“Focus Keith!” I’m on the move, always another challenge to distract me and learn! So how do I succinctly tie in all the ideas filling my mind for Earth Day #51 in 2021?
I’m staying close to home, minimizing my use of hydrocarbons, savoring the power produced by our farm’s 1,489 solar panels as well as the 39 panels on my own home. I recently went to check on our peach trees which are now in full bloom, as well as the apple trees which are currently at the ‘green tip stage.’ I brought along our new Beagle rescue, Nettie, who loves roaming the orchards, sniffing around, but unaware of the beauty above. Heavily weighing on my mind is the hope that no late spring freezes devastate the buds or the blossoms in the next month. As I look at the view from the orchard ~300 feet above Long Island Sound, I can make out the Long Island shoreline “cliffs” at Suffolk 25 miles away to the south, Bluff Head 6 miles away to the North… and thousands of acres in between. I’ve hiked most of the trails in Guilford, and am thankful for those that make this access possible, especially the Guilford Land Conservation Trust.
As our family celebrates 150 years of ‘growing’ in Guilford on the same home farm, and 14 generations later since 1639 when John Bishop signed the Guilford Covenant with other families who fled from the Church of England, I reflect upon a similar stewardship to land and our town bestowed by the Guilford Land Conservation Trust. GLCT has had a warm spot in the Bishop family ever since its inception in 1965. Albert Bishop was on the first Board of Directors and Gene Bishop was instrumental as a member of the Conservation Commission in starting GLCT.
The first property acquired and preserved by GLCT was donated by the Bishop family: 3rd generation members Arthur and Charles, along with Albert and Gene of the 4th generation. The 2.2 acre salt marsh donated had been in the family since 1871. Historically almost every farm had a portion of salt meadow that came with the original division of land in the 1600’s. This was because of the high value of weed-free salt marsh hay that was harvested from the marshes within the estuaries that were used on the farms. A history of local salt marsh usage and their importance is another involved topic for another time.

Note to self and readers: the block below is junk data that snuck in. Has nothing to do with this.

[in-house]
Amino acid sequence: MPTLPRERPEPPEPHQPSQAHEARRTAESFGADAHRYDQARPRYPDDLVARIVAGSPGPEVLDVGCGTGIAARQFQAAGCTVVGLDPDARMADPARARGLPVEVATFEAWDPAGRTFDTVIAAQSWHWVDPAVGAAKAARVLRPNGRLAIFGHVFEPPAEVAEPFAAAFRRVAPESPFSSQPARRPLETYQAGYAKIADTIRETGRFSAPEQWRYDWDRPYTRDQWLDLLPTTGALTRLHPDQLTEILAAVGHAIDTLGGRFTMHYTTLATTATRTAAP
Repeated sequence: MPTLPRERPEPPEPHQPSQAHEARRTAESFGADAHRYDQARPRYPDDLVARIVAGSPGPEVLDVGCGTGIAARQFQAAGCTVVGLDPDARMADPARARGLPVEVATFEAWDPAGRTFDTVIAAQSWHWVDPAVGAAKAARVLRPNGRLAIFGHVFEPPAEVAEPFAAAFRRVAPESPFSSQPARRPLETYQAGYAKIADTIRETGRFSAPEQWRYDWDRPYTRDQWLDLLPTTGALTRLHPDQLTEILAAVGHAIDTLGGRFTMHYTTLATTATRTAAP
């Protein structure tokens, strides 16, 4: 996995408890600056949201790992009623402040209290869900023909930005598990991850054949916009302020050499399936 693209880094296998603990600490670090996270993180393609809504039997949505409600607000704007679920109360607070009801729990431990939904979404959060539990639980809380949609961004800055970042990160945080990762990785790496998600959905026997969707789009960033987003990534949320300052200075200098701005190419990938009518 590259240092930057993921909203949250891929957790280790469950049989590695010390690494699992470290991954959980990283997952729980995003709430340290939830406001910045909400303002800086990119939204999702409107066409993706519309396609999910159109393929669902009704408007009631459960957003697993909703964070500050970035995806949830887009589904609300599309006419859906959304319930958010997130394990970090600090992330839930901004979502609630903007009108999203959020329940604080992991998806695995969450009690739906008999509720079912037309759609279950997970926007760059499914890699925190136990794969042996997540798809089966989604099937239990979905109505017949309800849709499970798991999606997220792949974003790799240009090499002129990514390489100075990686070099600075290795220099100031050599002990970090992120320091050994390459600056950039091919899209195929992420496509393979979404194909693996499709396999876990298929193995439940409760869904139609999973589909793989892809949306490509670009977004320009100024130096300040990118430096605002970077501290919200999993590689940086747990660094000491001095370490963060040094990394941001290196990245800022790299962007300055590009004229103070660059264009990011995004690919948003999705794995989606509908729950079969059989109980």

In October 28, 1965, the Shore Line Times front page lead article proclaimed the family donation to the newly formed GLCT. I confess I was only 10 years old when GLCT was formed and I didn’t learn or grasp the significance till my teenage years. …
With spring season blooming, Easter is just around the corner! It’s time to say goodbye to harsh colorants and synthetic dyes, and create Easter egg decorating memories with ingredients right from our farm market—or your kitchen! Follow along as we use fruits, vegetables and spices to show the power of natural dyes and provide a safe alternative for Easter traditions. Prepare your eggs ahead of time by hard boiling them in a large saucepan, filled with cool water. Slowly bring it to boil on medium heat. Once the water has boiled, cover the pot and turn off the heat. After letting it sit for 10-15 minutes, move your eggs into a strainer and run them under cold water for one minute.
Choose Your Colors Based on Food Item:
Red Beets = Red/Pink Dye
Turmeric, Yellow Onion Skins or Carrots = Orange/Yellow Dye
Spinach or Green Apple Peel = Green Dye
Red Cabbage or Blueberries = Blue Dye
Raspberries or Blackberries = Pink/Purple Dye
Prepare Your Dye
For fruits and vegetables, add ½ – 1 cup of them chopped, with 1 cup of water. Bring water and chopped veggies or fruits to a boil. Reduce heat and simmer for 30 minutes. For spices, use a 1:1 ratio of dried/powdered spice to water. For example, turmeric creates a vibrant yellow/orange color with 3 tbsp spice and 3 cups boiling water. Make sure spice powder is mixed well with hot water or the powder may settle at the bottom of your container. If this happens, stir dye a few times throughout the egg dying process. Remove pan from heat and let liquid dye cool to room temperature. Once cooled, use a strainer to pour liquid into mason jars or bowls, removing any food pieces. For a chunky, textured egg dye, leave food in containers. Food pieces give an awesome speckled appearance. Add 1 tablespoon of white vinegar or cream of tartar into each bowl or jar of dye.
Add hard boiled eggs to the dyes by fully emerging. Use stickers, glitter and rubber bands to create patterns and festive decorations! Refrigerate eggs in containers for 12 to 48 hours depending on how vibrant you wish egg colors. When eggs are dry, remove rubber bands and decorative embellishments to see your creation!
“To Make the Best Better” is the 4-H motto, with the 4-H Club pledge describing the action steps: “I pledge … My Head to clearer thinking, My Heart to greater loyalty, My Hands to larger service and My Health to better living for my club, my community, my country, and my world.” Albert Bishop would have turned 90 this week, on the Ides of March, the 15th, a day after Pi Day. He lived 87 years, fulfilling the motto and pledge as an FFA and 4-H Club member and 4-H adult leader, serving and bettering our world.